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I've seen somewhere that "notable" is related to a person or a concrete thing, while "significant" is related to a sign or a symbol. Is it correct?

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Welcome to ELU Clarity. It's always good to include the research you have done when asking a question, for example, if you consulted any dictionaries what did you find? Also you have asked about slightly different words, in your question title you have asked about notability (the quality of being notable), and significance (the importance of something). But in your question you have asked about notable and significant. This answer focuses on notable and significant. With that said...

This type of question is best answered by consulting a dictionary, reading the definitions for the words you are interested in comparing, and then analysing for differences in meaning.

Let us look at notable first:

Important and deserving attention, because of being very good or interesting. - Cambridge dictionary

Deserving to be noticed or to receive attention; important. - Oxford Dictionary

As you can tell from the above two definitions, if something is notable it is deserving of attention, and Cambridge further say this object is interesting or very good. While Oxford state that the object is important. I guess it goes without saying that if an object is deserving of attention it is interesting (because there is of course something that makes it different from those objects that are not deserving of attention). But the key with notable is that some object is noteworthy, i.e. deserving of attention.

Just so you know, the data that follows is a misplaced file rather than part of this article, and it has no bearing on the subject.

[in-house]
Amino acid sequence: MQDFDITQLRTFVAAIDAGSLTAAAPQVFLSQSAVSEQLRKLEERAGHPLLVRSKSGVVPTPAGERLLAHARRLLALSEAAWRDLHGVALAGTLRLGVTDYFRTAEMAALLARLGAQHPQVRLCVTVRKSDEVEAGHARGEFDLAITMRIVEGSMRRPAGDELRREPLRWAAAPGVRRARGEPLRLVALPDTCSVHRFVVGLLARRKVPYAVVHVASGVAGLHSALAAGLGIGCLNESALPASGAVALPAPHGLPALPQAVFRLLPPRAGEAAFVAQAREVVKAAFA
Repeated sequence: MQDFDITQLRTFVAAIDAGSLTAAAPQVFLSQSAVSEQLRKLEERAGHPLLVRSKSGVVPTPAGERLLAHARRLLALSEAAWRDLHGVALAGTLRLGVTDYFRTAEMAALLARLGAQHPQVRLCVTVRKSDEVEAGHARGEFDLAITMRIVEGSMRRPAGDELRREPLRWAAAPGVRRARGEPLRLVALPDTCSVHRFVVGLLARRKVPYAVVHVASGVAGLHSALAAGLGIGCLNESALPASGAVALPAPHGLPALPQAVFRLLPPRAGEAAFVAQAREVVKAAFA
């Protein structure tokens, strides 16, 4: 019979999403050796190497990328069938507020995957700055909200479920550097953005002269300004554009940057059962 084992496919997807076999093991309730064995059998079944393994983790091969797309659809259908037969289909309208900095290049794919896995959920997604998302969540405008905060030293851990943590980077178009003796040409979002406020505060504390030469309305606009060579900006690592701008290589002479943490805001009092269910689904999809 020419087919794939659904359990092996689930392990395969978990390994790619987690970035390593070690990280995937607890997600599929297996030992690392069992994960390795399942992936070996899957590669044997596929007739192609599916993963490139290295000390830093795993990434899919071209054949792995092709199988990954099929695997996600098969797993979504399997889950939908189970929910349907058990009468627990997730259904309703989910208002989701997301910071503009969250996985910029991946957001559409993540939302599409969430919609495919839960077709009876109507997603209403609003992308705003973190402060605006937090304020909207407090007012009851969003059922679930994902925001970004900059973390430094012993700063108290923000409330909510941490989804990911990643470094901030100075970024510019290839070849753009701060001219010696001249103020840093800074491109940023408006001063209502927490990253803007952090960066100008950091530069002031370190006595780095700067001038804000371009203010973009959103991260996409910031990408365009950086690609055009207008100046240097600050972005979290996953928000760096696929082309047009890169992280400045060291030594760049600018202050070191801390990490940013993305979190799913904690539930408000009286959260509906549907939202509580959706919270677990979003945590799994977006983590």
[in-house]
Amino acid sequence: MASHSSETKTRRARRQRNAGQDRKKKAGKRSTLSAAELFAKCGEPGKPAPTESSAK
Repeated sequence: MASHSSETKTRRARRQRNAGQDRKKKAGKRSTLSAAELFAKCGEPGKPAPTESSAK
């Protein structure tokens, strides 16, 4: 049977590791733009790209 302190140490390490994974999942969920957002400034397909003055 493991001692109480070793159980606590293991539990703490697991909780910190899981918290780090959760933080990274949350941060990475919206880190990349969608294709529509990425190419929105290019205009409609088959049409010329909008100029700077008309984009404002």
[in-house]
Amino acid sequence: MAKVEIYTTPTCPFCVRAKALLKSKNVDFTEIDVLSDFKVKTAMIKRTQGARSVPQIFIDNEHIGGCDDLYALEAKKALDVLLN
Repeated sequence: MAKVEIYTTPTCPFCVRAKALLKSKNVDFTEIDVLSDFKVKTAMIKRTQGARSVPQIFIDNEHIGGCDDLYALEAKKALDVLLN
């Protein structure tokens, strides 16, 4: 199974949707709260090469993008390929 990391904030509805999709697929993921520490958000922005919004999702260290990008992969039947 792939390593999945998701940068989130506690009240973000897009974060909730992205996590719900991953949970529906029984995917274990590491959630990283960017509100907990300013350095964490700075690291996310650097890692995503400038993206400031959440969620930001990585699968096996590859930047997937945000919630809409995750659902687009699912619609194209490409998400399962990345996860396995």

Now let's look at significant:

Large or important enough to have an effect or to be noticed. - Oxford Dictionary

Important or noticeable. - Cambridge Dictionary

You might find it interesting to note that all four definitions include the word important. Something that is noticeable or significant is important for the way in which it stands out against other similar objects of consideration.

From experience of usage I would say that the key distinction between the two words is best highlighted in the Oxford definition for significant. Notice the use of the word Large.

If something is significant it is noteworthy or interesting in some way that is not just important, but very important. So notable and significant you can see from the definitions are very similar, and any object that one of these words can be used on, the other can also. But significant tends to convey a slightly stronger sense of importance than notable.

So...

"notable" is related to a person or a concrete thing, while "significant" is related to a sign or a symbol. Is it correct?

The answer to the above question is no, both words can be used on ideas, symbols, or concrete things, although significant is usually used in relation to ideas more often, it can refer to concrete things still.

e.g.

She looked at him across the table and gave him a significant smile. - Cambridge Dictionary

While notable is most definitely used for both ideas and concrete things very frequently.

e.g.

"Her performance was notable". "He was a notable activist of the Civil Rights Movement" etc.

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  • There are different senses for 'significant' (a 'significant smile' is often taken to be one with a hidden [from outsiders] meaning). The stats sense is unique. But the subsense under the 'important' sense 'having or likely to have a major effect' needs bringing out more than by 'If something is significant it is noteworthy or interesting in some way that is not just important, but very important'; some things considered very important at the time just fizzle out. Feb 19 '20 at 19:38

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